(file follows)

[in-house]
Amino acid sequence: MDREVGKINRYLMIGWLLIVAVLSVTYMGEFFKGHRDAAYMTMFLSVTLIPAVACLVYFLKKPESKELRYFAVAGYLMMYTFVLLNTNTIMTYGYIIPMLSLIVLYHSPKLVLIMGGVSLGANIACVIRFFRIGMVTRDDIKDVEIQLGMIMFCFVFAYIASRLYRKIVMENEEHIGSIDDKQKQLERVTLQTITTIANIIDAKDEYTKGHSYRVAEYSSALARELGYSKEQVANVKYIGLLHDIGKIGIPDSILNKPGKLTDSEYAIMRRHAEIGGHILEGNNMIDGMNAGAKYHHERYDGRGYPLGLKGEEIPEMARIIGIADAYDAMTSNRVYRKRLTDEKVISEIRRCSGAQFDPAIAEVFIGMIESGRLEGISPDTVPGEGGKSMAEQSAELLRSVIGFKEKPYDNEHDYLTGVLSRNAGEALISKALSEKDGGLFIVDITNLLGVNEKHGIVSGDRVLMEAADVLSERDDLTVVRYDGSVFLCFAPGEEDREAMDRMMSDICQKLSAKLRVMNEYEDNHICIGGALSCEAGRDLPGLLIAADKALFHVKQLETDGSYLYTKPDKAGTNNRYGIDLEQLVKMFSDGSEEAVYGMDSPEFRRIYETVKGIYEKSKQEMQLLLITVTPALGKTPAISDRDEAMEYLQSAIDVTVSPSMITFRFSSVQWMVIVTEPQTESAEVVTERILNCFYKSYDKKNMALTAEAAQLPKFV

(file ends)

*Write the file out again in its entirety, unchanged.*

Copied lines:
[in-house]
Amino acid sequence: MDREVGKINRYLMIGWLLIVAVLSVTYMGEFFKGHRDAAYMTMFLSVTLIPAVACLVYFLKKPESKELRYFAVAGYLMMYTFVLLNTNTIMTYGYIIPMLSLIVLYHSPKLVLIMGGVSLGANIACVIRFFRIGMVTRDDIKDVEIQLGMIMFCFVFAYIASRLYRKIVMENEEHIGSIDDKQKQLERVTLQTITTIANIIDAKDEYTKGHSYRVAEYSSALARELGYSKEQVANVKYIGLLHDIGKIGIPDSILNKPGKLTDSEYAIMRRHAEIGGHILEGNNMIDGMNAGAKYHHERYDGRGYPLGLKGEEIPEMARIIGIADAYDAMTSNRVYRKRLTDEKVISEIRRCSGAQFDPAIAEVFIGMIESGRLEGISPDTVPGEGGKSMAEQSAELLRSVIGFKEKPYDNEHDYLTGVLSRNAGEALISKALSEKDGGLFIVDITNLLGVNEKHGIVSGDRVLMEAADVLSERDDLTVVRYDGSVFLCFAPGEEDREAMDRMMSDICQKLSAKLRVMNEYEDNHICIGGALSCEAGRDLPGLLIAADKALFHVKQLETDGSYLYTKPDKAGTNNRYGIDLEQLVKMFSDGSEEAVYGMDSPEFRRIYETVKGIYEKSKQEMQLLLITVTPALGKTPAISDRDEAMEYLQSAIDVTVSPSMITFRFSSVQWMVIVTEPQTESAEVVTERILNCFYKSYDKKNMALTAEAAQLPKFV